Family Games

13 Soothing Sick Day Activities for Kids

By: Highlights Editorial
Sick little boy in bed under a blanket blowing his nose.
Ages 3+
Critical Thinking
Fine Motor Skills
Social Emotional

Facing a long day with an under-the-weather kiddo? Be prepared with lots of ideas to stay busy, yet quiet enough to heal. Whether your kiddo is fighting a fever, on the rebound from a stomach bug or just too stuffed up to go to school, it’s no fun being stuck at home. 

Perk up your sick child with these 13 soothing sick day activities to help bring back a smile (without causing too much excitement).

Present a present with a twist.

Assemble a box of dollar-store oddities well before you need it. When illness strikes, let your child select without peeking one item every one to two hours. Then challenge your child to invent an interesting new game or find a new use for these dollar-store presents. Let your child explain the concoction and go again.

Get messy (within reason).

Help your under-the-weather kid design a work of art on a large flat surface. Supply shaving cream to spread, cornmeal or rice to run fingers through or let your child pound it out with cooked noodles or gelatin, without worrying about the mess. Use this recipe to make homemade clay to give your child hours of quiet and soothing play. 

Arrange a soothing soak while the sun is still out.

Let your child relax in some warm water well before bedtime. Fill the tub with toys and bubbles and let your child play until their fingers wrinkle up. Create a calming, spa-like feel with candles (placed out of reach, of course), soft music and warmed-up towels from the dryer. If your child declines the bath, let your child scrub toys instead.

Invite the patient to play doctor.

With a toy medical kit, or even household items and tons of imagination, your pre-med preschooler can check and cure stuffed animals, superheroes or Mom and Dad. When it’s your turn to be the patient, pretend you’ve grown an extra nose or you turned purple with giant green polka dots. Better yet, paint them on.

Make refrigerator art.

Gather new and no longer fun refrigerator magnets and toss them in a bucket. Place your child on a blanket on the kitchen floor. Show your child how to use the different colors and different shaped magnets, including large plastic clips and some that look like food, to decorate the fridge and design a unique creation. Have your child pose alongside their sick-day masterpiece. Take pictures and share online with the hashtag #MyHighlightsKid.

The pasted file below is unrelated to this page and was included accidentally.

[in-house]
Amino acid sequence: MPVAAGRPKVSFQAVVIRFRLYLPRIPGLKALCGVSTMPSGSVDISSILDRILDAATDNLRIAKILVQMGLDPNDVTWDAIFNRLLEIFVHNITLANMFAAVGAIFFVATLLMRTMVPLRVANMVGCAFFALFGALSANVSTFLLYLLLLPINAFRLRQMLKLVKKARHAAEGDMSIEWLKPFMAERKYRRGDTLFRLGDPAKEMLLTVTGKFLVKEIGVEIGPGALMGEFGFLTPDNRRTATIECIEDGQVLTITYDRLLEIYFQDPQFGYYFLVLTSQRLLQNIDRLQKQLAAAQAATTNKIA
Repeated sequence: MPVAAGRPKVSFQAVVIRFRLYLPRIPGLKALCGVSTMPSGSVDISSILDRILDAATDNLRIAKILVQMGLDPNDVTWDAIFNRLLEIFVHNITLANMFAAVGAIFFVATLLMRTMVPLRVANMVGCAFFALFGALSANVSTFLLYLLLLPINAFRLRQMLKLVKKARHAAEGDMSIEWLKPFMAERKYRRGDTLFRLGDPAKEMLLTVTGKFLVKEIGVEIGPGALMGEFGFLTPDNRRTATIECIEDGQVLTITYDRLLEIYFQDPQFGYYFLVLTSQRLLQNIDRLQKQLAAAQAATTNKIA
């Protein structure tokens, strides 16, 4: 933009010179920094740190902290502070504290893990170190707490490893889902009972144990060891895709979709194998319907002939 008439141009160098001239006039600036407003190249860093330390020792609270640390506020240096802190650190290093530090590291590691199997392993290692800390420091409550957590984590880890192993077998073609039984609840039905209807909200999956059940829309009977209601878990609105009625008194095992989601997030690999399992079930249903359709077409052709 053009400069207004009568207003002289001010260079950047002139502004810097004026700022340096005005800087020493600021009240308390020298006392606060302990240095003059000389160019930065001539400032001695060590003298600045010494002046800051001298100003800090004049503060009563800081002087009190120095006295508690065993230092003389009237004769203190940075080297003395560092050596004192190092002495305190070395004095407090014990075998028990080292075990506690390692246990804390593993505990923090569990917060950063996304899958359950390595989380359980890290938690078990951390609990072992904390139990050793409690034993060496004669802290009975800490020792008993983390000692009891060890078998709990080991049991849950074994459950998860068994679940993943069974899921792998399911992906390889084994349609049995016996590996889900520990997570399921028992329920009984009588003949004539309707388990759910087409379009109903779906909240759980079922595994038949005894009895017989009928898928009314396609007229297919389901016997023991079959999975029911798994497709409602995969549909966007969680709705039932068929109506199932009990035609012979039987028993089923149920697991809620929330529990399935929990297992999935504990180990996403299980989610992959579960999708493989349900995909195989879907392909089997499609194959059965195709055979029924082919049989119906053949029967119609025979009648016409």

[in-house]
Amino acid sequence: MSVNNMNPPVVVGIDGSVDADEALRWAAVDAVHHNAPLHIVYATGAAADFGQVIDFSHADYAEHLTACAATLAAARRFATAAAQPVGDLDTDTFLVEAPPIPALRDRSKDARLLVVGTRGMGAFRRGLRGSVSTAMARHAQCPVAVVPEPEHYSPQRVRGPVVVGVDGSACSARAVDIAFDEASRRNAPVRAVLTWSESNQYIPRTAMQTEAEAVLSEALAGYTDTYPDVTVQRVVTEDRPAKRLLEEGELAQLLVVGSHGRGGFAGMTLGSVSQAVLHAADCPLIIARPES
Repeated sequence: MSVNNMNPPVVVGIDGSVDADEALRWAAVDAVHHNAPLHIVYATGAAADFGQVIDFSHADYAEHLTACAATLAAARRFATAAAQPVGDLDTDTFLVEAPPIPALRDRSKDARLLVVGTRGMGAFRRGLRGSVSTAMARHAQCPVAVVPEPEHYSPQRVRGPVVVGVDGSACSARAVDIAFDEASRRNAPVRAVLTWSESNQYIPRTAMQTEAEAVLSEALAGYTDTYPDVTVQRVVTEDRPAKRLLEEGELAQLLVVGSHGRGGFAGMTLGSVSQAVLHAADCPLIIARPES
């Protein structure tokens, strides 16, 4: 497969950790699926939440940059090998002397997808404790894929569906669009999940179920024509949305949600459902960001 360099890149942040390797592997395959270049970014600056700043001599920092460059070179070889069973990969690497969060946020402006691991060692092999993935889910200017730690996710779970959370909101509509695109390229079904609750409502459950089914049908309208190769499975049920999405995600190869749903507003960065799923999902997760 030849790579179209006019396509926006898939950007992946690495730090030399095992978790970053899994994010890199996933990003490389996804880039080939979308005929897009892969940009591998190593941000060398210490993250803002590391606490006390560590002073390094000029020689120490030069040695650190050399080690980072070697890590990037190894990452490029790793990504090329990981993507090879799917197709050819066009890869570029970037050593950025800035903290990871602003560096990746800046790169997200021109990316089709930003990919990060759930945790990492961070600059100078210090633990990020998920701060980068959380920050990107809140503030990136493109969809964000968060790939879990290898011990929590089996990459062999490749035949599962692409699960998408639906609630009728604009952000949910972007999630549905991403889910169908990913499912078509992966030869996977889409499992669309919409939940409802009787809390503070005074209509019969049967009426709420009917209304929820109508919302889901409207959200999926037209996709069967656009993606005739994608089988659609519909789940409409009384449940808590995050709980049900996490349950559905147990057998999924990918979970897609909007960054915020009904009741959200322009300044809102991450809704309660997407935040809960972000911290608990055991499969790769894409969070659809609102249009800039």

Couch-surf in comfort.

Keep little fingers busy but bodies resting with activities your kid can do on a bed, on the sofa or in a blanket fort on the floor. Use a bed tray or lap desk if you have one, or a plastic serving tray or a clipboard if you don’t. Then tempt your child to create pictures, designs and figures with markers, paper, yarn, ribbon, stickers, Popsicle sticks, toothpicks, tape and glue.

Stroll down memory lane.

Cuddle up and page through old photo albums, or digital files and videos. Giggles are guaranteed as your preschooler sees gooey baby grins, or what Daddy looked like in high school. Hop on a video chat with relatives so everyone can view pics together and share stories.

Color away the sick day blues.

Fancy coloring and activity books are made for sick days! You can even find books designed for parent/child pairs to complete together. Stuck at home without any good coloring books? Download Highlights printable coloring pages you can print instantly. And then, once your child is well again, pick up an activity book and a new pack of markers and stash them away for the next sick day.

Serve tea and sympathy.

Offer a soothing herbal tea is perfect for sniffles, sore throats and upset tummies in a pretty cup, just to make sick-day sipping a little more special. The same goes for soup in a rarely used bowl or toast on a special-occasion plate.

Tell a story.

When he’s under the weather, your child might be more receptive to read aloud even if he’s too old for them when he’s feeling well. An old favorite might lull your child into a nap, while a new adventure will help pass the day more quickly. If your kid prefers some headphone time, download an audio book from your library.

Play “I Spy!” with a twist.

Give your child a clear plastic bottle, a bunch of dry rice or beans or tiny craft pompoms and a few little trinkets, such as fancy buttons, small pencil erasers, googly eyes from the craft bin and any tiny toy that can fit into the bottle. Show your child how to layer in the base filling (the rice, beans, or pompoms; use a funnel for the rice) and occasionally tuck in one of the surprises. Fill the bottle most of the way and cap tightly. Then challenge each other to shake, rattle and roll the bottle and spy the goodies. Or check out 31 more crafty ideas here!

Dealer’s choice.

Grab a deck of cards and teach your child a few games, from War to Go Fish to Rummy or even solitaire. Real cards like these are way more satisfying than the virtual ones you use on your phone!

Give your child a screen, guilt free.

Today of all days, stretch your screen-time limits and let your child watch a movie (or two), try out a new TV show or download a fun new iPad app. After all, many of them are stealthily skill building, so your child can have a brain workout while resting physically.

Designed for young creators, inventors and doers, our activity craft kits include all the supplies needed to create paintings, sticker art and even the solar system! There’s a world of possibilities in our kids craft kits — just add imagination!

Author Photo
By: Highlights Editorial